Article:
The Greater Toronto Area (GTA) saw higher sales and demand for condominium units due to increasingly affordable prices.

Data from RE/MAX revealed that the GTA accounted for nearly 37% of the total residential sales on the Toronto Real Estate Board (TREB). Market share for this segment has been tracking higher since 2013, when the transfer of condominiums covered 30% of total sales.

Seen as the only property segment that rose above the 2017 market correction, the average price of a condominium apartment hiked almost 8% to $551,761 between January and October 2018, up from $512,552 during the same period in the previous year. Townhomes prices were at $571,058, compared to $568,165 in 2017. Meanwhile, prices of freehold properties, including single-detached, semi-detached, attached/row/townhouse, and linked townhomes fell year-over-year.

Despite the rising values, these home types are well-received because most Canadians still found it affordable and a sound choice for investment.

On the other hand, it was pointed out that the increased demand for condo apartments and townhomes was driven by immigration, population growth, and lifestyle choices. 

"Aging infrastructure, combined with a lack of transportation alternatives, longer commute times and the environmental component — with efforts to reduce carbon footprint — have all played a role in buyers choosing condominiums in Toronto proper that are close to both work and play," RE/MAX noted in a statement.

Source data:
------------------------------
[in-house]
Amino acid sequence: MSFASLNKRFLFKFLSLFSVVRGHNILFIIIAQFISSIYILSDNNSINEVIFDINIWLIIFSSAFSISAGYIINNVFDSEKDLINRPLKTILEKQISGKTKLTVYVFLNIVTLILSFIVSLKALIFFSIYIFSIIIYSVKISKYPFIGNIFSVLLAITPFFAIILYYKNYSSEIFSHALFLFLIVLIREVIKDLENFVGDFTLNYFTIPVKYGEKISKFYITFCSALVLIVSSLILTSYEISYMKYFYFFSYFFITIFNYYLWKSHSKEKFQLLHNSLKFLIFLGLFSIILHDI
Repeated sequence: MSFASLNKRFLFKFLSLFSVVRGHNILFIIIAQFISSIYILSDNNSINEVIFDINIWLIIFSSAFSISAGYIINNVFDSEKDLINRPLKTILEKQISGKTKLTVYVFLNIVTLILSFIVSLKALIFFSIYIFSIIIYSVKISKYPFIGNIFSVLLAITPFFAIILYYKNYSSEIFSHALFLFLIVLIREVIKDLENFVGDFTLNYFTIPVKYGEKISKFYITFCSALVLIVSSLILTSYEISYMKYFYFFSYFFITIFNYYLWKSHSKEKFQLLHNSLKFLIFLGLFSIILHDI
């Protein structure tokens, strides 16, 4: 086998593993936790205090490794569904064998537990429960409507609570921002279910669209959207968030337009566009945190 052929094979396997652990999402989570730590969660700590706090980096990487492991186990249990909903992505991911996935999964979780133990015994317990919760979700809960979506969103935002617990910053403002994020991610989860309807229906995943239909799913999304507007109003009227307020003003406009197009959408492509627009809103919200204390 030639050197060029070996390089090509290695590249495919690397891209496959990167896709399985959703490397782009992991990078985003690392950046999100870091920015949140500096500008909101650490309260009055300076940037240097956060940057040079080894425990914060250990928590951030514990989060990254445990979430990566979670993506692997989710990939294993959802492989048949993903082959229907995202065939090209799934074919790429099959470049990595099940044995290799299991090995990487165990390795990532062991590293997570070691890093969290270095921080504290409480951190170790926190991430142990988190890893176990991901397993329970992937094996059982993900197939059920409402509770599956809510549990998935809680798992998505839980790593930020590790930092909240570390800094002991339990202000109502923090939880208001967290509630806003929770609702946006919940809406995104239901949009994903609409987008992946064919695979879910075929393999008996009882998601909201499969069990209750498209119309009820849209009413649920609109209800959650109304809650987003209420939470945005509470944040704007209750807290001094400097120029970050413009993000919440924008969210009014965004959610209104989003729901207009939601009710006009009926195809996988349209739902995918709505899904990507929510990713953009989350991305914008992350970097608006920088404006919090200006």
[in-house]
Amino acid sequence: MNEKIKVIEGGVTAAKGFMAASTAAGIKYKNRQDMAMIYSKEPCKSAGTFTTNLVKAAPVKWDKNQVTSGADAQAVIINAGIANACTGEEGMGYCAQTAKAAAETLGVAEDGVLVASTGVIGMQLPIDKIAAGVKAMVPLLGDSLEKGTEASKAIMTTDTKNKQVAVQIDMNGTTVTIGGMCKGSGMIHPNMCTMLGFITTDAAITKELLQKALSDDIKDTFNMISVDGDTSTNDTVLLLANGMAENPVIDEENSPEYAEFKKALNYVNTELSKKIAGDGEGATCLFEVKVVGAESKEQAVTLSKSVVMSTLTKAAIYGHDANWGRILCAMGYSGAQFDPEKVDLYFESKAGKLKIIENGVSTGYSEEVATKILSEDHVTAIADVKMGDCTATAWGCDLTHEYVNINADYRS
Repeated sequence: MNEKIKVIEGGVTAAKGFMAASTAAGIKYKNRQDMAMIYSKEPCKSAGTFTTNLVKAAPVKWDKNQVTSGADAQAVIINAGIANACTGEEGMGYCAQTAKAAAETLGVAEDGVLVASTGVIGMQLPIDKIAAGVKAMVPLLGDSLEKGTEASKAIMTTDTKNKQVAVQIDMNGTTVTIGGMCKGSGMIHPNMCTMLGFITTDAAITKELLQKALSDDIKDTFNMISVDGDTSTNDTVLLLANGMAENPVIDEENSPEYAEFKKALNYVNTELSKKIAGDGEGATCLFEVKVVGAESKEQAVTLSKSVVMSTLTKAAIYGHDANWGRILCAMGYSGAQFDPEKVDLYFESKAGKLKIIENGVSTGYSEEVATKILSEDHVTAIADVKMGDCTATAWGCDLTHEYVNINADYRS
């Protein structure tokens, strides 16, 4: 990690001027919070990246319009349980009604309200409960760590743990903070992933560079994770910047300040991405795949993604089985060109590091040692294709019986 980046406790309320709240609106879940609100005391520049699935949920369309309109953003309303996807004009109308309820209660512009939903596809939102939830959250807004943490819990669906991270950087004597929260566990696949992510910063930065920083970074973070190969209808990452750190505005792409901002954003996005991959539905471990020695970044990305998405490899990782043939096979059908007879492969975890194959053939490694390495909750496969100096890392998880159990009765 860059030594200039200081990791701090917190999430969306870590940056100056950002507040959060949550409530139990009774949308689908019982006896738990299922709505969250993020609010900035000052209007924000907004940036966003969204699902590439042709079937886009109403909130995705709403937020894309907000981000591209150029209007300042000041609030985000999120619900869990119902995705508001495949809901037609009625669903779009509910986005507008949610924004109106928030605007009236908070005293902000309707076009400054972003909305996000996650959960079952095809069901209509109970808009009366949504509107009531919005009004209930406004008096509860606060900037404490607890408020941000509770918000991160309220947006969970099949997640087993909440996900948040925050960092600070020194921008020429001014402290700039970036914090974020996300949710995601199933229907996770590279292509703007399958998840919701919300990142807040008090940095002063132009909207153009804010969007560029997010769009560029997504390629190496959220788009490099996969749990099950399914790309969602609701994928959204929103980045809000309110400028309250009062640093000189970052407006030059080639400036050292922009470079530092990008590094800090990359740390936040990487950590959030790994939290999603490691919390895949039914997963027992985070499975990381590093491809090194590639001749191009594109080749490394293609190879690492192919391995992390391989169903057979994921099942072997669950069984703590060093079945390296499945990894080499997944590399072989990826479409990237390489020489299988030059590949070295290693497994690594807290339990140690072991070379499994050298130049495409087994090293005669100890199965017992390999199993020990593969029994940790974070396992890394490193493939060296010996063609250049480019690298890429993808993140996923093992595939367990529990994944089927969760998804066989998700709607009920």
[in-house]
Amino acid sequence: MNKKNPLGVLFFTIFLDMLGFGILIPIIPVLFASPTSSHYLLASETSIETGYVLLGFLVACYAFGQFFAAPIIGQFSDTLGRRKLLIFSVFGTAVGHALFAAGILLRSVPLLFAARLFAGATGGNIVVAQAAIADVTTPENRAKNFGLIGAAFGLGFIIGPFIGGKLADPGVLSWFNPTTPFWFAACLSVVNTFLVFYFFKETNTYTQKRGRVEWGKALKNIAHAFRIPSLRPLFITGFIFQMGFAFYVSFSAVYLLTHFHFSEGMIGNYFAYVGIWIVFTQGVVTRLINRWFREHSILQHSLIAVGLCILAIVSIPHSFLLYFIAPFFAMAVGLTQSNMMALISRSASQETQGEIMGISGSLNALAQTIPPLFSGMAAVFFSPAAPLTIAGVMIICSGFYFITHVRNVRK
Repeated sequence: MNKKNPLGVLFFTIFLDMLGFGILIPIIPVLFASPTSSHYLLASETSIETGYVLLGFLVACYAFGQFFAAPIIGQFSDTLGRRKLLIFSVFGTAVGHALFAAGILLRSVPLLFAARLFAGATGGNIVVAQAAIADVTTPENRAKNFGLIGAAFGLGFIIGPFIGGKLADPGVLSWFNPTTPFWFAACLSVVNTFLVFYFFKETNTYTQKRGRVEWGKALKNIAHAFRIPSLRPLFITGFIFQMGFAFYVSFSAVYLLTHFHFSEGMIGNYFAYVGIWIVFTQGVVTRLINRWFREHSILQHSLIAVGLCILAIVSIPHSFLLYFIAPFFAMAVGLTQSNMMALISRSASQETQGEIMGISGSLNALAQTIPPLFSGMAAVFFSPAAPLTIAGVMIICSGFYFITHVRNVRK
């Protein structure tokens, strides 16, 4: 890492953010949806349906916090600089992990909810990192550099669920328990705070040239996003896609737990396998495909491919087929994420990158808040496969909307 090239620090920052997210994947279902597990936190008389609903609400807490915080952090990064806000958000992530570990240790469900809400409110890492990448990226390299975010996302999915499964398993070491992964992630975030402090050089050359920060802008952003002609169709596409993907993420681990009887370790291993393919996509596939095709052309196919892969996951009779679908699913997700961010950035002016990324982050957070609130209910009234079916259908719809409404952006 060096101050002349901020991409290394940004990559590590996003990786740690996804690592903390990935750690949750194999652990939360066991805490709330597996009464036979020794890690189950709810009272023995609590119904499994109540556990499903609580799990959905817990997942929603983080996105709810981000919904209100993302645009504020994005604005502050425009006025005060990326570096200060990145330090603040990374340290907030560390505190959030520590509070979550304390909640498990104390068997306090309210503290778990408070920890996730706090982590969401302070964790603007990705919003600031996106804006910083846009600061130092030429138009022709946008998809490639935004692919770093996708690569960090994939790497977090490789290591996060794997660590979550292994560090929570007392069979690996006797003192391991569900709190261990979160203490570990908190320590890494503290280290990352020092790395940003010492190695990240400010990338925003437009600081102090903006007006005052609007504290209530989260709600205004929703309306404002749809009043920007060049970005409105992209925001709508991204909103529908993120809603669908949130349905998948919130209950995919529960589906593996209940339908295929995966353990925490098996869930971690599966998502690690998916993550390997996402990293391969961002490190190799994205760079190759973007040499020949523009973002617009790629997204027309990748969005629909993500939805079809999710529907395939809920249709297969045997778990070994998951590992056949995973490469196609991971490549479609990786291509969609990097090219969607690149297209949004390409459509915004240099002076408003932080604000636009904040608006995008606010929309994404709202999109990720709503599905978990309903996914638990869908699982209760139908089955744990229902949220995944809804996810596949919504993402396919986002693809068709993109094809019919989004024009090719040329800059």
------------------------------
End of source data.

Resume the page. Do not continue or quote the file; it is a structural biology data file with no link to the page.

The most popular area for condominium sales was still the downtown core, with 21.9% sold in the area bordered by Bloor Street to the north, the Lakeshore to the south, the Don Valley Parkway to the east and just past Dovercourt Road in the west.

However, supply remained low, which pushes prices higher.

"Limited inventory continues to place substantial upward pressure on prices, with fewer affordable housing options available — and that includes condominium rentals," said
Christopher Alexander, executive vice president and regional director at RE/MAX of the Ontario-Atlantic Canada Region.

As a result, buyers tend to avoid the higher prices in the core and turn to condominium communities farther afield instead.

Currently, almost 51% of condominium sales in the GTA are below the $500,000 price point, but it is worth noting that builders and developers are currently facing skyrocketing construction costs and a land crunch within the GTA.

 

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